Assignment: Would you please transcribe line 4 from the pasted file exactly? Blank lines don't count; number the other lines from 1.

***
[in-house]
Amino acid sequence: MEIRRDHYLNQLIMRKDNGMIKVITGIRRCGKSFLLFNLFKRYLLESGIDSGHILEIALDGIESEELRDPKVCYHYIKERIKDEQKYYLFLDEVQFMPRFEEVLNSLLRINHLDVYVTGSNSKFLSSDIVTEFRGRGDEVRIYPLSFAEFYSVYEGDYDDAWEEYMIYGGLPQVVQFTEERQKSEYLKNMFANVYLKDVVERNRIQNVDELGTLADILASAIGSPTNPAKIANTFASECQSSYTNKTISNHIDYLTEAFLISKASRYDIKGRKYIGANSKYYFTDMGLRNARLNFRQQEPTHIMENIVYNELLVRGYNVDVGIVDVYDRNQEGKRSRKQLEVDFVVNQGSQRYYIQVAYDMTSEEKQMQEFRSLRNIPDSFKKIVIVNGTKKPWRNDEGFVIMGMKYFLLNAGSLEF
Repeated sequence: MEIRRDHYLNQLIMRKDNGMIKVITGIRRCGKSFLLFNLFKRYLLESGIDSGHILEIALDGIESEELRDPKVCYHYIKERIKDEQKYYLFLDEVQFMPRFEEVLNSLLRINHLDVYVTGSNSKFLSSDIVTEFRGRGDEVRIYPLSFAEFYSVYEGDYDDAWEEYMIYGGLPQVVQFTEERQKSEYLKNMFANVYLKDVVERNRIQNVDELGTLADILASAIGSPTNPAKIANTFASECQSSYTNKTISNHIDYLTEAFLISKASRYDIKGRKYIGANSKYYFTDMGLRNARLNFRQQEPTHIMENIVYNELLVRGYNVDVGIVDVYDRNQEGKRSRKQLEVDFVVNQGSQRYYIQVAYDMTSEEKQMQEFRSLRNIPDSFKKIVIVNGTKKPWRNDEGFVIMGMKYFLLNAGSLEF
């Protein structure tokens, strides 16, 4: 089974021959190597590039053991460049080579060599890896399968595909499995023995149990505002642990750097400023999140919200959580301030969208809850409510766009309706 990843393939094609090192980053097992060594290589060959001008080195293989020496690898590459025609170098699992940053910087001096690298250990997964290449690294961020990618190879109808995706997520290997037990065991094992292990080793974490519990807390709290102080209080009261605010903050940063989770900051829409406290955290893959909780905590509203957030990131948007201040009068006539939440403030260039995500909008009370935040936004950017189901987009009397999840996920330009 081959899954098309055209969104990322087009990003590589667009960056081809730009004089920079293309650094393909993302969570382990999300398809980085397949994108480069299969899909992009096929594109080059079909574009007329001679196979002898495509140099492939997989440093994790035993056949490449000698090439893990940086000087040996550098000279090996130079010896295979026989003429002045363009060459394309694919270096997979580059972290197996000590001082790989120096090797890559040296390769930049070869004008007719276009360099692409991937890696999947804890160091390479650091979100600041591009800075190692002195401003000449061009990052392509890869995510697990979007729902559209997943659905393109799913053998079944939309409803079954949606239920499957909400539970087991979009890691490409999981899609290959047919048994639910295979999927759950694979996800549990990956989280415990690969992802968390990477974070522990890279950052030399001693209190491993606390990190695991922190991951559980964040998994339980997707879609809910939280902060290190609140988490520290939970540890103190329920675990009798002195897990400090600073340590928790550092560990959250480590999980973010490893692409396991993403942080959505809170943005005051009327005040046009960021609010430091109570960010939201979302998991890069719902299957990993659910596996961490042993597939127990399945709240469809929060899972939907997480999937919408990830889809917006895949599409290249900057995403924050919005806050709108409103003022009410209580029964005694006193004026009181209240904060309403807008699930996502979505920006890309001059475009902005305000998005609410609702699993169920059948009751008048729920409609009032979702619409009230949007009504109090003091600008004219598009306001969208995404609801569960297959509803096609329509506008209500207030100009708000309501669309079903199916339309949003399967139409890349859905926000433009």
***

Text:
């Protein structure tokens, strides 16, 4: 089974021959190597590039053991460049080579060599890896399968595909499995023995149990505002642990750097400023999140919200959580301030969208809850409510766009309706 990843393939094609090192980053097992060594290589060959001008080195293989020496690898590459025609170098699992940053910087001096690298250990997964290449690294961020990618190879109808995706997520290997037990065991094992292990080793974490519990807390709290102080209080009261605010903050940063989770900051829409406290955290893959909780905590509203957030990131948007201040009068006539939440403030260039995500909008009370935040936004950017189901987009009397999840996920330009 081959899954098309055209969104990322087009990003590589667009960056081809730009004089920079293309650094393909993302969570382990999300398809980085397949994108480069299969899909992009096929594109080059079909574009007329001679196979002898495509140099492939997989440093994790035993056949490449000698090439893990940086000087040996550098000279090996130079010896295979026989003429002045363009060459394309694919270096997979580059972290197996000590001082790989120096090797890559040296390769930049070869004008007719276009360099692409991937890696999947804890160091390479650091979100600041591009800075190692002195401003000449061009990052392509890869995510697990979007729902559209997943659905393109799913053998079944939309409803079954949606239920499957909400539970087991979009890691490409999981899609290959047919048994639910295979999927759950694979996800549990990956989280415990690969992802968390990477974070522990890279950052030399001693209190491993606390990190695991922190991951559980964040998994339980997707879609809910939280902060290190609140988490520290939970540890103190329920675990009798002195897990400090600073340590928790550092560990959250480590999980973010490893692409396991993403942080959505809170943005005051009327005040046009960021609010430091109570960010939201979302998991890069719902299957990993659910596996961490042993597939127990399945709240469809929060899972939907997480999937919408990830889809917006895949599409290249900057995403924050919005806050709108409103003022009410209580029964005694006193004026009181209240904060309403807008699930996502979505920006890309001059475009902005305000998005609410609702699993169920059948009751008048729920409609009032979702619409009230949007009504109090003091600008004219598009306001969208995404609801569960297959509803096609329509506008209500207030100009708000309501669309079903199916339309949003399967139409890349859905926000433009």